Adolf von Baeyer
Baeyer in 1905
Johann Friedrich Wilhelm Adolf Baeyer

(1835-10-31)31 October 1835
Died20 August 1917(1917-08-20) (aged 81)
Alma materUniversity of Berlin
Known forSynthesis of indigo, phenolphthalein and fluorescein
Baeyer nomenclature
Baeyer reagent
Baeyer strain
Baeyer–Drewson indigo synthesis
Baeyer–Emmerling indole synthesis
Baeyer–Villiger oxidation
Adelheid Bendemann
(m. 1868)
Children3; including Otto [de].
AwardsDavy Medal (1881)
Liebig Medal (1903)
Nobel Prize for Chemistry (1905)
Elliott Cresson Medal (1912)
Scientific career
FieldsOrganic chemistry
InstitutionsUniversity of Berlin
Gewerbe-Akademie, Berlin
University of Strasbourg
University of Munich
ThesisDe arsenici cum methylo conjunctionibus (1858)
Doctoral advisorsFriedrich August Kekulé
Robert Bunsen[1]
Doctoral studentsEmil Fischer
John Ulric Nef
Victor Villiger
Carl Theodore Liebermann
Carl Gräbe
Karl Andreas Hofmann

Johann Friedrich Wilhelm Adolf von Baeyer (German pronunciation: [ˈaːdɔlf fɔn ˈbaɪɐ] ; 31 October 1835 – 20 August 1917) was a German chemist who synthesised indigo[2] and developed a nomenclature for cyclic compounds (that was subsequently extended and adopted as part of the IUPAC organic nomenclature). He was ennobled in the Kingdom of Bavaria in 1885 and was the 1905 recipient of the Nobel Prize in Chemistry.[3]

Family and education

Father Johann Jacob Baeyer, Prussian lieutenant-general, the noted geodesist

Baeyer was born in Berlin as the son of the noted geodesist and captain of the Royal Prussian Army Johann Jacob Baeyer and his wife Eugenie Baeyer née Hitzig (1807–1843).[4] Both his parents were Lutherans at the time of his birth and he was raised in the Lutheran religion.[5] His mother was the daughter of Julius Eduard Hitzig and a member of the originally Jewish Itzig family, and had converted to Christianity before marrying his father, who was of non-Jewish German descent.[6] Baeyer had four sisters: Clara (born 1826) Emma (born 1831), Johanna (Jeanette) (born 1839), Adelaide (died 1843) and two brothers: Georg (born 1829) and Edward (born 1832). Baeyer lost his mother at a young age while she was giving birth to his sister Adelaide.[7]

Although his birth name was Johann Friedrich Wilhelm Adolf Baeyer, he was known simply as Adolf throughout most of his life. The poet Adelbert von Chamisso and the astronomer Friedrich Wilhelm Bessel were his godparents. On his 50th birthday he was raised to the hereditary nobility by King Ludwig II of Bavaria, conferring on him the "von" distinction.[8]

Baeyer became interested in science early, performing experiments on plant nutrition at his paternal grandfather's Müggelsheim farm as a boy. In Berlin he began chemical experimentation at the age of nine. Three years later, he synthesized a previously unknown chemical compound -double carbonate of copper and sodium.[8][9] On his 13th birthday, he initiated his lifework, buying a chunk of indigo worth two Thalers for his first dye experiments.[8]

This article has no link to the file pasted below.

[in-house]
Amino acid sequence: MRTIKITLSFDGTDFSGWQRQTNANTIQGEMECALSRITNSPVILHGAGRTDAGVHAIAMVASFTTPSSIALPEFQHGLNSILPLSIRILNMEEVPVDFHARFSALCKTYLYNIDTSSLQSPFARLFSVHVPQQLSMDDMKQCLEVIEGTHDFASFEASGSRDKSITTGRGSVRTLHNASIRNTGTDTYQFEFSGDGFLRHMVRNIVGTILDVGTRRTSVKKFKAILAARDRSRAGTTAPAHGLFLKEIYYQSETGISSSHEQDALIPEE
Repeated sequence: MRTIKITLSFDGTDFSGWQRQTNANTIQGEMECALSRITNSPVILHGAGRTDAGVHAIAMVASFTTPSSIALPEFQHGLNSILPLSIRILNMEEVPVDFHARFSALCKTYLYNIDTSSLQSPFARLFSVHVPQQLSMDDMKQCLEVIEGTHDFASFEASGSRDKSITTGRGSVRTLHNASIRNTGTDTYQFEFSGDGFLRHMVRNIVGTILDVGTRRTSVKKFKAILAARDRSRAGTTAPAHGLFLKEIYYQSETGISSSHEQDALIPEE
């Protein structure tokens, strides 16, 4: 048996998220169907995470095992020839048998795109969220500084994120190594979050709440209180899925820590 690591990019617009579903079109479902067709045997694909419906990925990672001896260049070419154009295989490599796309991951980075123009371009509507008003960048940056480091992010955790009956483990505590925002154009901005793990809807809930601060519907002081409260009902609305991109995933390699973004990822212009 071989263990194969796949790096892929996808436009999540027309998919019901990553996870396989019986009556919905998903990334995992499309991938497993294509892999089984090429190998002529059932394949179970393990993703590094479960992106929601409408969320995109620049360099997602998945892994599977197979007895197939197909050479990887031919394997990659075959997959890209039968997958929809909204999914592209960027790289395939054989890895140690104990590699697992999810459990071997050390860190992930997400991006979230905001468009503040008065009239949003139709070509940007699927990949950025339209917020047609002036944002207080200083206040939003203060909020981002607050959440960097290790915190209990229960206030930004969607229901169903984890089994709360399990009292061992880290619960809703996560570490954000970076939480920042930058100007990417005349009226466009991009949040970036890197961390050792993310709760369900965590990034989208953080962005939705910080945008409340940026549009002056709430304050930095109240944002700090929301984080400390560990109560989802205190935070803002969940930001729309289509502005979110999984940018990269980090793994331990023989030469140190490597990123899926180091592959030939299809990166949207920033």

When a schoolboy, his chemistry teacher at the Friedrich Wilhelm Gymnasium appointed him as his assistant. After graduating from secondary school in 1853, he entered the Berlin University to study physics and mathematics. A stint in the Prussian army interrupted his study until 1856, when he returned to academia at the University of Heidelberg, intending to study chemistry under Robert Bunsen.[citation needed] After an argument with the renowned chemist he changed his mentor to August Kekulé. He continued to collaborate with Kekulé even after he returned to Berlin in 1858 for the completion of his doctorate on arsenic methyl chloride, or cacodylic chloride.[8]

Academic career and achievements

After completing his doctorate, he followed Kekulé to the University of Ghent, when Kekulé became professor there. He became a lecturer at the Gewerbeinstitut Berlin [de] (Royal Trade Academy) in 1860 and a professor at the University of Strasbourg in 1871. In 1875, he succeeded Justus von Liebig as Chemistry Professor at the University of Munich.[10]

Baeyer's chief achievements include the synthesis and description of the plant dye indigo, the discovery of the phthalein dyes, and the investigation of polyacetylenes, oxonium salts, nitroso compounds (1869) and uric acid derivatives (1860 and onwards) (including the discovery of barbituric acid (1864), the parent compound of the barbiturates). He was the first to propose the correct formula for indole in 1869, after publishing the first synthesis three years earlier. His contributions to theoretical chemistry include the 'strain' (Spannung) theory of triple bonds and strain theory in small carbon rings.[11]